NYU Black Renaissance Noire NYU Black Renaissance Noire Volume 16.2: Fall 2016 - Page 17

“ But then you look in the opposite direction you see in the warm misty shininess of an early spring morning what appears to be a ghostly flotilla of rafts stretching all the way across the Mississippi , all of them , the rafts , loaded down with what in your feverish state of panic has got to be the souls of dead people , hundreds and thousands of dead souls being ferried across the River Styx but which instead are Cherokees , the Trail of Tears , those Cherokees , the ones Old Hickory has forced off their lands and rounded up like cattle into detention camps , and then force marched a thousand miles west to the banks of the Mississippi — and here they are now , right there in front of King Comus ’ eyes , loaded with all their belongings and animals onto hundreds and hundreds of rafts with their wagons and carts and dogs and horses and mules , and now suddenly here comes popping up out of the muddy swift-flowing current a bedraggled and terrified King Comus , more dead than alive , bobbing up and down into their midst —
“ Most likely they took him for some kind of evil spirit — a nappy-haired devil come to add even more torment and misery to their already miserable lives and probably started hitting him on his head with their oars , hoping he would sink out of sight and return to the world of evil spirits from which he came —
“ Except for a young Indian maiden ( and no use pretending she was beautiful because in all likelihood even then she was fat and ugly as sin but to King Comus in those moments of hallucination and dream she must have seemed as gorgeous and ethereal as the Virgin Mary , and on the part of that Indian maiden she must have taken an instant and hysterical liking to him and decided right then and there whatever he was she had to have him ), who while everyone else was doing their best to batter him out of sight with their oars , sticks and anything else they could get their hands on , reached down and grabbed him under his jaws and yanked him determinedly up onto her raft and , since she was a close relative of the chief , she got her way and claimed him as her own —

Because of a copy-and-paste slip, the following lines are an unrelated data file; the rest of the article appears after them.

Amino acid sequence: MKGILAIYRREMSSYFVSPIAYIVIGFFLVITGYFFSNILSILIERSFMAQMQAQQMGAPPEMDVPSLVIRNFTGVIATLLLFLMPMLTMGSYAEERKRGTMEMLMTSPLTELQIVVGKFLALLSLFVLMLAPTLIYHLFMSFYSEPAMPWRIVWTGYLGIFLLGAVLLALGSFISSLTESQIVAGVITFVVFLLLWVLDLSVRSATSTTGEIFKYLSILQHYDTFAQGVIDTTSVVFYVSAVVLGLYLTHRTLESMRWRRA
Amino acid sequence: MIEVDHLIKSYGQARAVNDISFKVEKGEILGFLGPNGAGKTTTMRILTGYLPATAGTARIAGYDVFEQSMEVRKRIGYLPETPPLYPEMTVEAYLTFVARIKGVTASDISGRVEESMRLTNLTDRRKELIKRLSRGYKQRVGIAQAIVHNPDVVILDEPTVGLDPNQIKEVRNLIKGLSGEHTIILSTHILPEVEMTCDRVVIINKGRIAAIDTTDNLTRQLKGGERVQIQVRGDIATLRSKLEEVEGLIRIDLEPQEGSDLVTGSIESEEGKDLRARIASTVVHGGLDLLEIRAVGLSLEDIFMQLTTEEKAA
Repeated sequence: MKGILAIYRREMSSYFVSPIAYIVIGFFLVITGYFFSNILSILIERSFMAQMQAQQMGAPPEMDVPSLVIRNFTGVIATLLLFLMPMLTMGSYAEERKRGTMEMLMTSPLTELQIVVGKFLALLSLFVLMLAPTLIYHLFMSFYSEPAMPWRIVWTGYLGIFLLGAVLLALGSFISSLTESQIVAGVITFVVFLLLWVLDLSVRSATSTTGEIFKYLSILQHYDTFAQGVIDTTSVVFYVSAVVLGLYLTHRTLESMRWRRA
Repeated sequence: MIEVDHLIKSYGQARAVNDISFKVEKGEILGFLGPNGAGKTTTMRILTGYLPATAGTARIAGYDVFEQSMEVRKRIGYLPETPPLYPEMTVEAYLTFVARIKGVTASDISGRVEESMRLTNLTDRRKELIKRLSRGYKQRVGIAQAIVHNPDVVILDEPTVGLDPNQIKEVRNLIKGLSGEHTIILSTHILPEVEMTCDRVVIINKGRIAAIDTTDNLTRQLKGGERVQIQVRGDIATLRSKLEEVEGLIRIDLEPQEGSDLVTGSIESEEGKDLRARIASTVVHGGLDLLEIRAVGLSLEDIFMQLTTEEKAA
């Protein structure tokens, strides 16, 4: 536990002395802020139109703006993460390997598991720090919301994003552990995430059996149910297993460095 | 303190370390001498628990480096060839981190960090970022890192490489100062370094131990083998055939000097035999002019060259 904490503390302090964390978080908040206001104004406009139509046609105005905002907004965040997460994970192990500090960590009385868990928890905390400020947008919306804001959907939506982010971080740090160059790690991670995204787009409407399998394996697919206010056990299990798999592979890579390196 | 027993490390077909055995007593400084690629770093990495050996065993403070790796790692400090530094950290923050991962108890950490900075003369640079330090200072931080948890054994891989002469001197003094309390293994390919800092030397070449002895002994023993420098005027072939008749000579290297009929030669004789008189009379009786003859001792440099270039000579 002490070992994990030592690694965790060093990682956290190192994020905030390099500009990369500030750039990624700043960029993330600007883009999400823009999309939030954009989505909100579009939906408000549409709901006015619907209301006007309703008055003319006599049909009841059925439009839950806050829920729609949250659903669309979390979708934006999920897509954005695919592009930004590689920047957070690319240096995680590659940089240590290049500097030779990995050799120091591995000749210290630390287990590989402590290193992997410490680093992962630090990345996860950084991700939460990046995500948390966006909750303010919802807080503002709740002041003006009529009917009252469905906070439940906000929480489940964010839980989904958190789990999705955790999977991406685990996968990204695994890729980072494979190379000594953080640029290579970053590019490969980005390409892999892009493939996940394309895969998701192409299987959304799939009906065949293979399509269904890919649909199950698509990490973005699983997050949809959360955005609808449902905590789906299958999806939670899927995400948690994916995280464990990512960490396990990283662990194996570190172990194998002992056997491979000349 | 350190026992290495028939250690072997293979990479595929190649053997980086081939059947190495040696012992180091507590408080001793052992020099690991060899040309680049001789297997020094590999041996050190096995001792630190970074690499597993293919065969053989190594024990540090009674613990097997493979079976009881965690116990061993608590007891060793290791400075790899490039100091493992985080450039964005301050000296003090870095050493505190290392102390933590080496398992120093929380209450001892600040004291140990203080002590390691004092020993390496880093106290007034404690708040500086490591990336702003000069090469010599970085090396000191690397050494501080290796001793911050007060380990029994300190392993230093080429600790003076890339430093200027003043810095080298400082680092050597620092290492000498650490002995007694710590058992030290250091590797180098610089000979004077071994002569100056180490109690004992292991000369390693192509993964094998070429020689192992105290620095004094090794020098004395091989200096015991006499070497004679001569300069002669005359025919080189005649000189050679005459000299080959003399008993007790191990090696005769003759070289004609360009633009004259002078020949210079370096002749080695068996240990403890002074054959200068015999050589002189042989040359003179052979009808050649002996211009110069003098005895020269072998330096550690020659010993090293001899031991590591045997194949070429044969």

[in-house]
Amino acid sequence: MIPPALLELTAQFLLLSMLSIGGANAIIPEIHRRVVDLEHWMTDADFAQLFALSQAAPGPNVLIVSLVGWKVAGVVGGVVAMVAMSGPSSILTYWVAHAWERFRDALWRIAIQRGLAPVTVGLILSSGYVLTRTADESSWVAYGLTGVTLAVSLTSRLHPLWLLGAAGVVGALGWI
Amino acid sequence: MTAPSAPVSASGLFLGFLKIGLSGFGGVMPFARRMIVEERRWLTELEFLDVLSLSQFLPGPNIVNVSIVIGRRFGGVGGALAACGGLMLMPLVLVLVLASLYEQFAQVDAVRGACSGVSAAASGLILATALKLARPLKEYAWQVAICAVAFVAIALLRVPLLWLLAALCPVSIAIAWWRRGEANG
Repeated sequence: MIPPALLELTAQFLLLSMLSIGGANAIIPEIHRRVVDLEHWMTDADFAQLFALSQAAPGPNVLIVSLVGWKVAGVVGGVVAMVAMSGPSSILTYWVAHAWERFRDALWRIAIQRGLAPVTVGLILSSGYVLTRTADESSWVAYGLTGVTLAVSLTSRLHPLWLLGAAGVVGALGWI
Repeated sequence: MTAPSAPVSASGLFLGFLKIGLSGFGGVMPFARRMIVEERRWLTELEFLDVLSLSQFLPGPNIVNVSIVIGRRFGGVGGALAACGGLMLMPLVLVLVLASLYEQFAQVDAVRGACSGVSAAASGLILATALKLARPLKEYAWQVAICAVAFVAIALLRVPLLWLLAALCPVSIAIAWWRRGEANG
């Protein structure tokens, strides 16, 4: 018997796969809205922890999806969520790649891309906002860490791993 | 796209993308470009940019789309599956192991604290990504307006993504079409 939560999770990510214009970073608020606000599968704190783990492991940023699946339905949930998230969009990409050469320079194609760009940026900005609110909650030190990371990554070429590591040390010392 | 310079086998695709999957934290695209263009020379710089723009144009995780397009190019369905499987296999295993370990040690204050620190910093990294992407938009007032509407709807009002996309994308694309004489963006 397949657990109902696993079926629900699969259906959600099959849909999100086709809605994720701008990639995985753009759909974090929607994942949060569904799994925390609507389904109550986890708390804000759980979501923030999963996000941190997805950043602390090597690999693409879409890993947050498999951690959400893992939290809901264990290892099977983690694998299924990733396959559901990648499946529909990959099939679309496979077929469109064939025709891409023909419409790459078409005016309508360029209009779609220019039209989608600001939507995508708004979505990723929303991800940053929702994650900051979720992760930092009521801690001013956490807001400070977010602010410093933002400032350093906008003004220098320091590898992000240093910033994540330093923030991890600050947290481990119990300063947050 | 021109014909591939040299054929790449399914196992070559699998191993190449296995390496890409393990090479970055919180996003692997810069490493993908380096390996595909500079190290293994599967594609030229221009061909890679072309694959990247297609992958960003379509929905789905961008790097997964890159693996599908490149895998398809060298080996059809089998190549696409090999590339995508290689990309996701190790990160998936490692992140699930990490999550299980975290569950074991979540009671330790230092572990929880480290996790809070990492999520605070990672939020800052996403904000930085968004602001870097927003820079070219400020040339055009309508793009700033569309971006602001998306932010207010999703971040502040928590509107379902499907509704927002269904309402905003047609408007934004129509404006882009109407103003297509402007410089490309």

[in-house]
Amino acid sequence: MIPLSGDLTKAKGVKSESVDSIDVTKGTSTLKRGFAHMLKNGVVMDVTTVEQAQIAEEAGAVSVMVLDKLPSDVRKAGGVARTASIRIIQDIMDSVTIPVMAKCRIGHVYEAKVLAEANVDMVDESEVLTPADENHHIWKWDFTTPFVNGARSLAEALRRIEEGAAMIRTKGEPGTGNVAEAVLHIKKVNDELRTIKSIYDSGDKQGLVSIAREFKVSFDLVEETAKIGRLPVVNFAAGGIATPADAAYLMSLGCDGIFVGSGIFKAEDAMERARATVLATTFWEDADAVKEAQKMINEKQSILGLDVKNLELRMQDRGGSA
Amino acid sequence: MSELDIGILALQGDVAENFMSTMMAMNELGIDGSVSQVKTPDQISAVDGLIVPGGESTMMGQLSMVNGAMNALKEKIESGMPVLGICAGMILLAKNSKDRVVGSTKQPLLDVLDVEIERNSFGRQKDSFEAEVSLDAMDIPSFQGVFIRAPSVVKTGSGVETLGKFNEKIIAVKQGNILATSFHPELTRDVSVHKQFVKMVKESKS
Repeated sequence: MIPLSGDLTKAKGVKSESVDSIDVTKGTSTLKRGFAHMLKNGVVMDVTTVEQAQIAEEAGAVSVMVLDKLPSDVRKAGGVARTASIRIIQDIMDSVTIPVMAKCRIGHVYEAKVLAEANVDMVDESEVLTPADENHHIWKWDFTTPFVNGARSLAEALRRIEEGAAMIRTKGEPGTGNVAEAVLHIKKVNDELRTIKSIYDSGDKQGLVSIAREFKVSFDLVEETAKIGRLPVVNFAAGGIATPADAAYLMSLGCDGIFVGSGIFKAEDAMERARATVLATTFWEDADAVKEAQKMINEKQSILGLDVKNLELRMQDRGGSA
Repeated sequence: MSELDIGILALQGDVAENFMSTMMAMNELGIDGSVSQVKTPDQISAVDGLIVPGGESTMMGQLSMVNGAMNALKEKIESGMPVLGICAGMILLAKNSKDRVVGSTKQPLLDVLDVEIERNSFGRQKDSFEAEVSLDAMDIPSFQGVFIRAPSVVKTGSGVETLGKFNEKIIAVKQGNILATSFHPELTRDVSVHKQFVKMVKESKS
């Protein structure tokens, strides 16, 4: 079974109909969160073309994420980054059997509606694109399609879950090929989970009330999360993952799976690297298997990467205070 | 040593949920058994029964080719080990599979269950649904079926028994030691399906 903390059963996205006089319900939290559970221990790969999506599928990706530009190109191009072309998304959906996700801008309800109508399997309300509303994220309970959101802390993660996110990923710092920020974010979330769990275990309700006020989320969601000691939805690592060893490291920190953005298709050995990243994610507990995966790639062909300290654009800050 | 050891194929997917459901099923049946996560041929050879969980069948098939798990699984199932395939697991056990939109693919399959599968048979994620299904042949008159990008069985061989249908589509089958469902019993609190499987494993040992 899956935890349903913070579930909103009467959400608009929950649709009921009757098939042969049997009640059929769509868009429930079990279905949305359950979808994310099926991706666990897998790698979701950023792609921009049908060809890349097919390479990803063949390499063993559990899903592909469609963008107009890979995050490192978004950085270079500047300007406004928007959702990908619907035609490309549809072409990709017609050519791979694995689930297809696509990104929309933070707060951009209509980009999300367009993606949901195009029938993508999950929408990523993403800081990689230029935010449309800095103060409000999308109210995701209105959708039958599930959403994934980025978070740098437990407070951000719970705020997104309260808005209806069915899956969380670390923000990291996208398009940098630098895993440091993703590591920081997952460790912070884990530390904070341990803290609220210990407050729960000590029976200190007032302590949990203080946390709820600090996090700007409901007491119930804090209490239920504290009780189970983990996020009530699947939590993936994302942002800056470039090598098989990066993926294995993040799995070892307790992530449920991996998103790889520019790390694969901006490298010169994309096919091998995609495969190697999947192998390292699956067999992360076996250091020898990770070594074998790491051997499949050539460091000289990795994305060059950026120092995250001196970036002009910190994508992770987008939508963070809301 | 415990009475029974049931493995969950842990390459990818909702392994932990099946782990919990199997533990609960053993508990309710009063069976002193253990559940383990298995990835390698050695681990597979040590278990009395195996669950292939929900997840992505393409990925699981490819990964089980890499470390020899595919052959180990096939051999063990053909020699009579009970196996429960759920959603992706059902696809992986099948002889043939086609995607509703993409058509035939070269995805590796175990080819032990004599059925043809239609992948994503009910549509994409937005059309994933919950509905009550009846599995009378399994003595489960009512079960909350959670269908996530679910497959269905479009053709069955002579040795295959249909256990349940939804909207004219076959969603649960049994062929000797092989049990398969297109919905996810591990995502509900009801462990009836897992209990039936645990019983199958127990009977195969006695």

“ What happened next ,” Tillman said , spitting out the pit of one of the dried prunes he had begun snacking on as a remedy for shipboard constipation — from when the Cherokee woman fished King Comus out of the Mississippi and loaded him more dead than alive aboard her raft , until the time some seven or eight years later , when he showed up in the frontier Army town of what is now Lawton , Oklahoma , looking for work and a brand new start in life — has remained and always will remain one of those argument-starting mysteries nobody , at least nobody in my family , wants to talk about anymore , mainly because of the uneasiness we American Negroes feel about having so much unauthorized and unaccounted for Indian blood in our veins —
“ White blood , even low-life redneck blood or even the blood of one of those indigestible genetic concoctions we call ‘ Creole ’ blood , your average middle-class colored family is willing to admit , but Indian blood , forget it !
“ Not to mention the fact that , according to a story my grandmother told me as a child , a story she claims King Comus ’ son told her about and which all these years she ’ d kept to herself , to the effect that after King Comus ’ Indian wife died of tuberculosis and had been buried in the tribal burial ground , and King Comus was left all alone to raise their son , because the son was mostly black and not a full-blooded Indian , the other women in the tribe turned their backs on him and refused to sleep with him or work the vegetable garden all the tribal women had behind their cabin or wash his son ’ s clothes —
“ Now if it were me I ’ d be prouder of my Indian blood than my African blood , but things were different in those days , and for me the story always rang true , since the one thing everybody seems to be sure of is that sometime around the 1840s , King Comus , then a young man still in his twenties , showed up in Lawton looking for work and a new life for himself , after first dropping his son off at a mission convent school run by the Ursuline Sisters —”